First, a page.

Accountant and Stockton fiscal hawk Ned Leiba sent a letter to Mayor Anthony Silva and Vice Mayor Christina Fugazi this week ahead of the budget hearings that were held Tuesday and Wednesday nights. You can read it here.
Leiba’s prime contention in his letter is that Stockton’s general-fund reserves are much greater than the $40 million the city is professing — more than $70 million, in fact. And he argues that the city has been under-spending for years out of its library budget, meaning Leiba came at the ongoing Fair Oaks Library issue from a different angle than that taken last night by literacy advocates Colleen Foster and Motecuzoma Sanchez.
Here’s what Leiba said at Wednesday night’s meeting:
“What staff is doing is they are going through these numbers and taking what they think is available funds and giving you a variety of breakdowns. What you need … is a general fund financial statement, budget vs. actual. You’re going to be blind doing your budgeting unless you have that report. You do not. You’ve run big surpluses every single year. In the general fund 2012, you had a surplus of $12 million, 2013 $16 million, 2014 $19.5 million, you’re going to have a $20- to $23- million surplus of your general fund this year. You’ve underspent every single year. People are talking about the library. Have you looked at what you haven’t spent that you budgeted for the library? Look at the report for the last three years: $567,000, $585,000, $365,000. You have $2 million that you budgeted that you didn’t spend. That’s been there for years and years and years.”
Twenty-four hours earlier, Chief Financial Officer Vanessa Burke disputed Leiba’s written contention that reserves are more than $70 million. She said:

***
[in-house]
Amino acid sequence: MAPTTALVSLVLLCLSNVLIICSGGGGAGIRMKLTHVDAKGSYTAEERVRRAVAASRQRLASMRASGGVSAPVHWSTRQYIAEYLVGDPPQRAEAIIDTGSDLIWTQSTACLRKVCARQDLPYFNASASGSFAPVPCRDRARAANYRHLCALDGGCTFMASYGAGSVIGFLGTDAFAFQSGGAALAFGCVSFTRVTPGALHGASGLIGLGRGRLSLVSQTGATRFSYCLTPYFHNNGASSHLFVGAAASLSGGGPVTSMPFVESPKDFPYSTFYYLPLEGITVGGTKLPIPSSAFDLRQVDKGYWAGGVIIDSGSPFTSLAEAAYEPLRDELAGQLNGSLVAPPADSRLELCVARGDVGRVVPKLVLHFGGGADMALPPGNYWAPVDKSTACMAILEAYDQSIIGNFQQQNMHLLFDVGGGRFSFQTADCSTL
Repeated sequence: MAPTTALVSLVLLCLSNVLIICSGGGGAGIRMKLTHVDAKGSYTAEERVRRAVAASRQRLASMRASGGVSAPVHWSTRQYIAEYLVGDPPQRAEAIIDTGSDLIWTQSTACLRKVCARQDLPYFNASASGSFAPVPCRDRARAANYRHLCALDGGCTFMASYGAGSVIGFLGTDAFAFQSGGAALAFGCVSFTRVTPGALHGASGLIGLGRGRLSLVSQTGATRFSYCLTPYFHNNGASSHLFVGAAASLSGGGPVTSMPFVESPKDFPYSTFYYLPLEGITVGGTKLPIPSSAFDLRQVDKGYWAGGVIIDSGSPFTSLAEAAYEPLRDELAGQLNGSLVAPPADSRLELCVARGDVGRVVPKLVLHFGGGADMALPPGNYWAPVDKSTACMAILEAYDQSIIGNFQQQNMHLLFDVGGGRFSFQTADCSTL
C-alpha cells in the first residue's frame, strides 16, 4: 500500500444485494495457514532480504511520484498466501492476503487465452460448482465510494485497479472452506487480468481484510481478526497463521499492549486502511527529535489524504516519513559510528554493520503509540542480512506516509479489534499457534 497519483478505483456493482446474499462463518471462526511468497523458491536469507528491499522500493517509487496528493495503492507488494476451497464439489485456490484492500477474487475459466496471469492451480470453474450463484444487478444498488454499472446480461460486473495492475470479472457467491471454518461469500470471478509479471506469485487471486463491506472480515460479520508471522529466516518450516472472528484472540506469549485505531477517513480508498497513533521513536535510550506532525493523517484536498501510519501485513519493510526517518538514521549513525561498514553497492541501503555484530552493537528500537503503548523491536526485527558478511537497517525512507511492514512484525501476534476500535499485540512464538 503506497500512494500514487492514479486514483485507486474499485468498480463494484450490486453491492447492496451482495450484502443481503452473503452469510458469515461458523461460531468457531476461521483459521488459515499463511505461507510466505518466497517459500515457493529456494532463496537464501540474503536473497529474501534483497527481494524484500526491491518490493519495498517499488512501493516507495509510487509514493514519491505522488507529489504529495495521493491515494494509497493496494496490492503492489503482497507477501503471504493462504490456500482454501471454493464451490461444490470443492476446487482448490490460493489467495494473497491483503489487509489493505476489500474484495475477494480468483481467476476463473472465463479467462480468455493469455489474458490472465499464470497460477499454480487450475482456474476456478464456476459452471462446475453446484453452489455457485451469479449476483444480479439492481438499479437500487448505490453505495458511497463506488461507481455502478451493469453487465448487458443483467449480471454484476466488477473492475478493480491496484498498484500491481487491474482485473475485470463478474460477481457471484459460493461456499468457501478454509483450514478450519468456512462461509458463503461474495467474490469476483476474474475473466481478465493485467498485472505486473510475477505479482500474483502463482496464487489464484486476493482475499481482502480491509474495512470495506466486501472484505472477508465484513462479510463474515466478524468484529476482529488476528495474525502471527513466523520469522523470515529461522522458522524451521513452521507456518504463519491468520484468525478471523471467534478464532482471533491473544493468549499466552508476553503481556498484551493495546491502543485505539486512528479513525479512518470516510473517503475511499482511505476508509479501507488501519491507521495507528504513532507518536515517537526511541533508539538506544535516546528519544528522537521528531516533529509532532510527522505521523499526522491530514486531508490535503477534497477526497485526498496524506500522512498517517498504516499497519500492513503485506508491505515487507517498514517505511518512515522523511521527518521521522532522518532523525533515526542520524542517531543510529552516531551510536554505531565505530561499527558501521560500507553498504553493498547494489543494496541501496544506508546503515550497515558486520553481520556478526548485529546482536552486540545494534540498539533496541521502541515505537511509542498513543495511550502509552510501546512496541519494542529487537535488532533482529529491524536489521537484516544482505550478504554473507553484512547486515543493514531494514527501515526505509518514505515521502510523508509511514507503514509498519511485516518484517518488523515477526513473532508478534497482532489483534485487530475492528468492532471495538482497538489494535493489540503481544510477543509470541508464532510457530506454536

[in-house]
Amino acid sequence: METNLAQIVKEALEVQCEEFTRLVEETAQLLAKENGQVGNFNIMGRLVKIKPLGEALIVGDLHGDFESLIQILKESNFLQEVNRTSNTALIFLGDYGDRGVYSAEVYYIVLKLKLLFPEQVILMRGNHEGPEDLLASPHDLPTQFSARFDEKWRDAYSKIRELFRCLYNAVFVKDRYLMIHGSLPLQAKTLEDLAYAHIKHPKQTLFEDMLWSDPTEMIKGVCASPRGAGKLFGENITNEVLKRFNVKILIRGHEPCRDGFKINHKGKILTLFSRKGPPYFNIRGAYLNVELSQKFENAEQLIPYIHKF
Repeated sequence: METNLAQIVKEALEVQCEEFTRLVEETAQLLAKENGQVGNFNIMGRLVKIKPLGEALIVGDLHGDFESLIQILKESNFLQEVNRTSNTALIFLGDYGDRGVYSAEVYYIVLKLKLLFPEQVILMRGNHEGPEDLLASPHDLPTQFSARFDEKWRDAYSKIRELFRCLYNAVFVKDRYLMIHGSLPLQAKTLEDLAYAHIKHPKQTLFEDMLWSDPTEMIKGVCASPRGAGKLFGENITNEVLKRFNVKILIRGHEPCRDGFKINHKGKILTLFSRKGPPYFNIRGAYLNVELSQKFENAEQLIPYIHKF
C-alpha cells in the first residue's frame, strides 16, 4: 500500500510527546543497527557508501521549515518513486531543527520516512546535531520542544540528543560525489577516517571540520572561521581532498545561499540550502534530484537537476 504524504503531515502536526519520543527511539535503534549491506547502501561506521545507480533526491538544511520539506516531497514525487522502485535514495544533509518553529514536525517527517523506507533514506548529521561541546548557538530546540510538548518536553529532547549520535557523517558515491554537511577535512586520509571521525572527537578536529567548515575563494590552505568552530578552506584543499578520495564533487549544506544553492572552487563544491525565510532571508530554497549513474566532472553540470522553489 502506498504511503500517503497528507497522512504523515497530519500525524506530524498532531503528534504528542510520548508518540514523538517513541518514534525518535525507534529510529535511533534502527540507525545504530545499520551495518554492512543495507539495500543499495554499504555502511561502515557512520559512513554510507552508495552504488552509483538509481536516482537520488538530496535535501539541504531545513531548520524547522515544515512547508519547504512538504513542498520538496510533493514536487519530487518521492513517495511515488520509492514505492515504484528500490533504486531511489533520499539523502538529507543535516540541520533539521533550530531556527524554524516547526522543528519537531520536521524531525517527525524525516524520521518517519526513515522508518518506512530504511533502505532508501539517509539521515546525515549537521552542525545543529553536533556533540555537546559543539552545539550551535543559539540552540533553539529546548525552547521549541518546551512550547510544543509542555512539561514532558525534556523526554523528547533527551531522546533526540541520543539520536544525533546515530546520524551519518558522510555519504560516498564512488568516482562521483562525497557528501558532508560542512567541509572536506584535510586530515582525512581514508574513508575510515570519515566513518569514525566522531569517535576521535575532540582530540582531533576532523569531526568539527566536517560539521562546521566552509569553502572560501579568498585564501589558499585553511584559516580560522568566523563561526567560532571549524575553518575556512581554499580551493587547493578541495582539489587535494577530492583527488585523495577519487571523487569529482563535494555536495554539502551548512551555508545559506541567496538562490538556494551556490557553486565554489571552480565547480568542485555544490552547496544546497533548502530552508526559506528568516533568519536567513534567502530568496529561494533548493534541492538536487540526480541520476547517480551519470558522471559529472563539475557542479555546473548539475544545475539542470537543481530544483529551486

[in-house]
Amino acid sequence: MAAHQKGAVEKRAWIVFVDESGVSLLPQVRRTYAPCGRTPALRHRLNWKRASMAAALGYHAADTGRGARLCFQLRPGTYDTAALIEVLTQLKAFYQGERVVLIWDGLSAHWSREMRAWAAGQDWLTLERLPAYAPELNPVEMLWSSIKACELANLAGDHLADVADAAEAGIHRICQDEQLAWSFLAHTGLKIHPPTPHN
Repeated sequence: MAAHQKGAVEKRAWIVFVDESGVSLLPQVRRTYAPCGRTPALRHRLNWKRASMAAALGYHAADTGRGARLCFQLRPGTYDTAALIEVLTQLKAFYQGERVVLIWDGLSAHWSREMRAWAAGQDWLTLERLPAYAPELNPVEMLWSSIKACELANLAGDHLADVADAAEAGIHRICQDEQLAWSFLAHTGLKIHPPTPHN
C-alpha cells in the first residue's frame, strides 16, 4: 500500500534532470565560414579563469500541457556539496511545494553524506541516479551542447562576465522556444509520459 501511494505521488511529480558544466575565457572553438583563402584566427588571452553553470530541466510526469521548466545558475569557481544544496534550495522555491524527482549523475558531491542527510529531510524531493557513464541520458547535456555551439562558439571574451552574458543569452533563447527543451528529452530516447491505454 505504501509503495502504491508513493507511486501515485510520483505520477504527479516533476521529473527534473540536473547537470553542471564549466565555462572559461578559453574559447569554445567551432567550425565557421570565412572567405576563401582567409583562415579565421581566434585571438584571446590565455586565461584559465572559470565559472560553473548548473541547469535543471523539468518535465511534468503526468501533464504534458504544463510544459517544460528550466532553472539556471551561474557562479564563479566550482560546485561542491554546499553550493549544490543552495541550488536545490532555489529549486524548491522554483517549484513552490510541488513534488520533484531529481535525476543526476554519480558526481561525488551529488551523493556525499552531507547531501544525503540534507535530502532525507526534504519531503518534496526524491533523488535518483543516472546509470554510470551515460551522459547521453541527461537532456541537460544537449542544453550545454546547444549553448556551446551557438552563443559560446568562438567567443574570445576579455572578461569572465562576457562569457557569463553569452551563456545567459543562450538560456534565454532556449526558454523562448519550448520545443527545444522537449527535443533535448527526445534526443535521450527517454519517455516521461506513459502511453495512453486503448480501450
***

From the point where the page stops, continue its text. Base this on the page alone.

“That is not a real number. What that is saying is that if you had the same level of vacancy savings going into your surplus year after year after year you would build up to that level. But we don’t. We won’t. Once we exit from bankruptcy and we move back into the Long-Range Financial Plan and we start filling these positions and shrinking our vacancy rate it’s not going to build up to a $70-million surplus. I’d love it if we did but I doubt that it will happen.”
Burke said the vacancy savings are one-time funds. City officials have a thing about one-time funds. They only want to spend them on one-time uses, not commit them to ongoing costs that might not be supportable if finances go sour down the road. Burke added that the city projects it will not have $70 million in reserves until 2036.
At the start of Tuesday’s budget hearing, city financial consultant Bob Leland of Management Partners said that if the city added an ongoing cost of $1 million a year — say, to reopen a shuttered library in a financially distressed part of town — it would have a significant long-term effect on the growing of Stockton’s financial reserves. The city says its reserves are roughly 20 percent of its proposed $199-million budget, but by the early 2030s those reserves could be closer to 5 percent, which is considered a “warning level,” if $1 million a year in spending were added.
On the other hand, as Sanchez and Fugazi pointed out, the language in the Measure A public-safety sales tax permit the use of the money for libraries, among other community services. Measure A money goes into the general fund, incidentally.
Fugazi said Wednesday:
“We need to be prudent and we need to save but we also need to provide our community, the people that live here, with something that’s tangible for them, that makes them feel that this is a city that has wonderful things to offer them. It’s a hard road that we have to follow. I’m hoping that in … ensuing weeks and years we’re able to get to that place where everybody can say, ‘Look at all the things I can do in this city and what a wonderful place it is to live and raise your family and work.’ ”